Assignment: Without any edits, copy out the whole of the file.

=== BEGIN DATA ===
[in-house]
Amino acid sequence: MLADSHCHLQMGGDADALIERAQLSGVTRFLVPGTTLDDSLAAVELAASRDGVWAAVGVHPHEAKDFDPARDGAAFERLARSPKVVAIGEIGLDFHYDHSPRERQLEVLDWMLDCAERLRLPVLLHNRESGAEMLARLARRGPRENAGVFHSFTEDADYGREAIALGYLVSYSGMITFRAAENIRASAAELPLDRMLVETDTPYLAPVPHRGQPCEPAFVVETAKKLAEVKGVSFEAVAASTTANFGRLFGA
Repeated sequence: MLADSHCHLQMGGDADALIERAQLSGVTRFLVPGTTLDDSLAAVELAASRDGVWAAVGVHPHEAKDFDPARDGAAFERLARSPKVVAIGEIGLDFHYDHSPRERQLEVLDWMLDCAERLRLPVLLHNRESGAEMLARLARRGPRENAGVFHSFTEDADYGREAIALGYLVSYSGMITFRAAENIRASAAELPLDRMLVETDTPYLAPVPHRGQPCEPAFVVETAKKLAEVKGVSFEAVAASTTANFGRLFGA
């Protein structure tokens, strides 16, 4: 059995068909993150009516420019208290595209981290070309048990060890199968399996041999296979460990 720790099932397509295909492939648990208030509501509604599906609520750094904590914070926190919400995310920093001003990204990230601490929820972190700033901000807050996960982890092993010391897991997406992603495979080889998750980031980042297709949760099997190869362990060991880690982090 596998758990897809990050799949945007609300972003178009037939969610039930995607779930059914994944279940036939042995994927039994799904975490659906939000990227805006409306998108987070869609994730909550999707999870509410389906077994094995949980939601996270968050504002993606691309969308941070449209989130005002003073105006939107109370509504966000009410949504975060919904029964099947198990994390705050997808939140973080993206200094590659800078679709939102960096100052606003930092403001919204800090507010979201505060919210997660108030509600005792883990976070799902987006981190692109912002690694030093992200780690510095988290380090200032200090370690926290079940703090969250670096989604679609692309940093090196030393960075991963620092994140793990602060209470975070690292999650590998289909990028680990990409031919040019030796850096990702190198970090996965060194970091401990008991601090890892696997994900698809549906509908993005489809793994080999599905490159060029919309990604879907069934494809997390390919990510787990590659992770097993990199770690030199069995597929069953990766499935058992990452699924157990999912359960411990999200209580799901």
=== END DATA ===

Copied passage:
[in-house]
Amino acid sequence: MLADSHCHLQMGGDADALIERAQLSGVTRFLVPGTTLDDSLAAVELAASRDGVWAAVGVHPHEAKDFDPARDGAAFERLARSPKVVAIGEIGLDFHYDHSPRERQLEVLDWMLDCAERLRLPVLLHNRESGAEMLARLARRGPRENAGVFHSFTEDADYGREAIALGYLVSYSGMITFRAAENIRASAAELPLDRMLVETDTPYLAPVPHRGQPCEPAFVVETAKKLAEVKGVSFEAVAASTTANFGRLFGA
Repeated sequence: MLADSHCHLQMGGDADALIERAQLSGVTRFLVPGTTLDDSLAAVELAASRDGVWAAVGVHPHEAKDFDPARDGAAFERLARSPKVVAIGEIGLDFHYDHSPRERQLEVLDWMLDCAERLRLPVLLHNRESGAEMLARLARRGPRENAGVFHSFTEDADYGREAIALGYLVSYSGMITFRAAENIRASAAELPLDRMLVETDTPYLAPVPHRGQPCEPAFVVETAKKLAEVKGVSFEAVAASTTANFGRLFGA
């Protein structure tokens, strides 16, 4: 059995068909993150009516420019208290595209981290070309048990060890199968399996041999296979460990 720790099932397509295909492939648990208030509501509604599906609520750094904590914070926190919400995310920093001003990204990230601490929820972190700033901000807050996960982890092993010391897991997406992603495979080889998750980031980042297709949760099997190869362990060991880690982090 596998758990897809990050799949945007609300972003178009037939969610039930995607779930059914994944279940036939042995994927039994799904975490659906939000990227805006409306998108987070869609994730909550999707999870509410389906077994094995949980939601996270968050504002993606691309969308941070449209989130005002003073105006939107109370509504966000009410949504975060919904029964099947198990994390705050997808939140973080993206200094590659800078679709939102960096100052606003930092403001919204800090507010979201505060919210997660108030509600005792883990976070799902987006981190692109912002690694030093992200780690510095988290380090200032200090370690926290079940703090969250670096989604679609692309940093090196030393960075991963620092994140793990602060209470975070690292999650590998289909990028680990990409031919040019030796850096990702190198970090996965060194970091401990008991601090890892696997994900698809549906509908993005489809793994080999599905490159060029919309990604879907069934494809997390390919990510787990590659992770097993990199770690030199069995597929069953990766499935058992990452699924157990999912359960411990999200209580799901």